The flip side of “don’t make such a big deal out of the penis” is: don’t make such a big deal out of the penis. Saying “ignore that pink elephant over there” makes everyone stare at the pink elephant. So there are times when the only way to get the genitals off of center stage is to take them out, look at them, hold them, and then move on with the rest of the body.
Naked practice is sometimes more comfortable, in certain positions of being held, because clothing is not pulling or tugging. Naked, erotic practice can sometimes help people who are exploring questions about sexual orientation or certain kinds of developmental/relational issues. It can often be useful for practicing grounding and mindfulness in the presence of strongly charged erotic fields.
Naked practice can sometimes help people access a more childlike, younger body, bringing us back to a time when we could “play” naked in our bodies–including our genitals–in a way that is non-sexual, pre-sexual.
Genital play and curiosity happens naturally and innocently among little kids, unless they’re shamed or sexualized by an older adult, but it’s not at all like adult genital play. It comes from a more integrated, whole-body approach. The penis is neither the center of attention, nor exiled or sequestered from the body.
Children have to be taught to treat the penis as though it is a foreign object, or “special.” We don’t do that automatically; we learn it, often by being shamed by an adult. Many less Puritanical cultures don’t think any part of the body needs to be covered up or contained in a special holder or pouch; it’s just another body part.
In Touch Practice it’s possible to make a powerful, tearful, life changing, emotional, bonding, intimate connection to another man and not remove a single item of clothing. Touch Practice is individual, partnered, custom-built bodywork. It is radically different from other systems of men’s group bodywork that emphasize group nakedness as a requirement or first step towards bonding meaningfully with each other. The approach is entirely different.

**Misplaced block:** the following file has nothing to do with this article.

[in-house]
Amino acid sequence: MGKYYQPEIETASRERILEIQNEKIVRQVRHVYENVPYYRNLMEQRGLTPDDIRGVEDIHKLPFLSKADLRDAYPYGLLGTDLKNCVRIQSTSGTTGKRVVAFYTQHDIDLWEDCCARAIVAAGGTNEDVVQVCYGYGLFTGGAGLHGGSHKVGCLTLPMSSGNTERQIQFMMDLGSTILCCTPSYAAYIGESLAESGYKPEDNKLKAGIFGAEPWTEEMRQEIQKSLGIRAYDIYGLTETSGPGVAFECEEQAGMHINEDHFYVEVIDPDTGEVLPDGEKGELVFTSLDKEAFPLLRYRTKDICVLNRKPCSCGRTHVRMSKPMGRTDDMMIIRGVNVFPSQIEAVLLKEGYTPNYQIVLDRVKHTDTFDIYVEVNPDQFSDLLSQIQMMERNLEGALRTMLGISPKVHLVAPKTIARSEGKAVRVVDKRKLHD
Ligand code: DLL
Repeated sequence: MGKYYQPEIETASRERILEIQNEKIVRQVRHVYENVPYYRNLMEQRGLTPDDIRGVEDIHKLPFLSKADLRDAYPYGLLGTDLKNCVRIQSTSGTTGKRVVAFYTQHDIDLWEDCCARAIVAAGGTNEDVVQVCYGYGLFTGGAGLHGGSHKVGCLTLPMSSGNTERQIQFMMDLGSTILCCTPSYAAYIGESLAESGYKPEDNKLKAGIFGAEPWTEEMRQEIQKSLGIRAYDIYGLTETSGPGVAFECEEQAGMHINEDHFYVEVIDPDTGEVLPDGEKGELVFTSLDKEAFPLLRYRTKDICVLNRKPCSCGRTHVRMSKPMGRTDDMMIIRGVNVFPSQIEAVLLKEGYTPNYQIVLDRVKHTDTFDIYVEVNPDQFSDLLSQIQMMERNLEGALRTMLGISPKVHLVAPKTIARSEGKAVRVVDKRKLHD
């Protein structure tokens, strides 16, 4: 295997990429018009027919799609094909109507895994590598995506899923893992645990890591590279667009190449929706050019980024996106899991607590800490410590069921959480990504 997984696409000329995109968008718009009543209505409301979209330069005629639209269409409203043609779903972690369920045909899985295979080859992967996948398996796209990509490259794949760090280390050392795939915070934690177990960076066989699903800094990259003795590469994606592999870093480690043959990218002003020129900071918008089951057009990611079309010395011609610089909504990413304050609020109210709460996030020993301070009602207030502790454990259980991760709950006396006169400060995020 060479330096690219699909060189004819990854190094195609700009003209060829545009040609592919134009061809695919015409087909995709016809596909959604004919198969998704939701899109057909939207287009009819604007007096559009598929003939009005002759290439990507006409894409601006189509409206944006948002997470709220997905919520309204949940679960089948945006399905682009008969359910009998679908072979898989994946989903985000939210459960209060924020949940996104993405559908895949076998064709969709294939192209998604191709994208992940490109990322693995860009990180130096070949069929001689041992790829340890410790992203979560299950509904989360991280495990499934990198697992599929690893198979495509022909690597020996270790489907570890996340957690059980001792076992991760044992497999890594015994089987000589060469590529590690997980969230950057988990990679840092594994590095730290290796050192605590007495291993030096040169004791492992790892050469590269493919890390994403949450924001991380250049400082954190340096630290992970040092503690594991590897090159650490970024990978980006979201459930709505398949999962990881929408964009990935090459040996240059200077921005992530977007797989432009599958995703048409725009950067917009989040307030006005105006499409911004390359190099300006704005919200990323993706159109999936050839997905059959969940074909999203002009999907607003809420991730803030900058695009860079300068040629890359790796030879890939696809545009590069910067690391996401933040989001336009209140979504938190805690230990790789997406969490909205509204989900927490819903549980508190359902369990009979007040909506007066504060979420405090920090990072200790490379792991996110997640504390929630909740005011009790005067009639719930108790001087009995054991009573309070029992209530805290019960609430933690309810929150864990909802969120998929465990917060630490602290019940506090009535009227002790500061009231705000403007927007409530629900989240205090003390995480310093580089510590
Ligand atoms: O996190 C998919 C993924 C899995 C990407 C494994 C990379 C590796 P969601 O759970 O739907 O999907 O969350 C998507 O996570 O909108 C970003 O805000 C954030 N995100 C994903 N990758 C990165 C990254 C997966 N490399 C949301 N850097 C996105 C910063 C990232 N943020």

Connecting intimately to the core child energetics of another person does not require the removal of clothing and in some cases is impeded by the removal of clothing. Nakedness can be a useful modality, for some people, in some contexts, but can be a distraction in others.
So while erotic energy is one of many energies that are useful in connecting us to each other, and while naked practice is one of the modalities that can be used in Touch Practice, the truth is that the penis occupies perhaps five percent of the body’s land mass, at best. If it gets 90 percent of our attention, something is out of balance.
Lance Armstrong’s book is called “It’s Not About the Bike.” If I were to write a book about my experience of holding men, it would be called, “It’s Not About the Dick.” They’re interesting critters, to be sure. But there are many other very powerful ways to create deep connections to men, all men, regardless of your orientation, practices or beliefs.
Have thoughts you’d like to share?
Touch Practice is a sacred practice for me, and part of that is keeping confidences sacred. While a name and e-mail address are required to post a comment, feel free to use just your first name, or a pseudonym if you wish. Your e-mail address will never be seen by or shared with anyone. It is used to prevent spam and inappropriate comments from appearing in the blog. I’d really like to hear from you!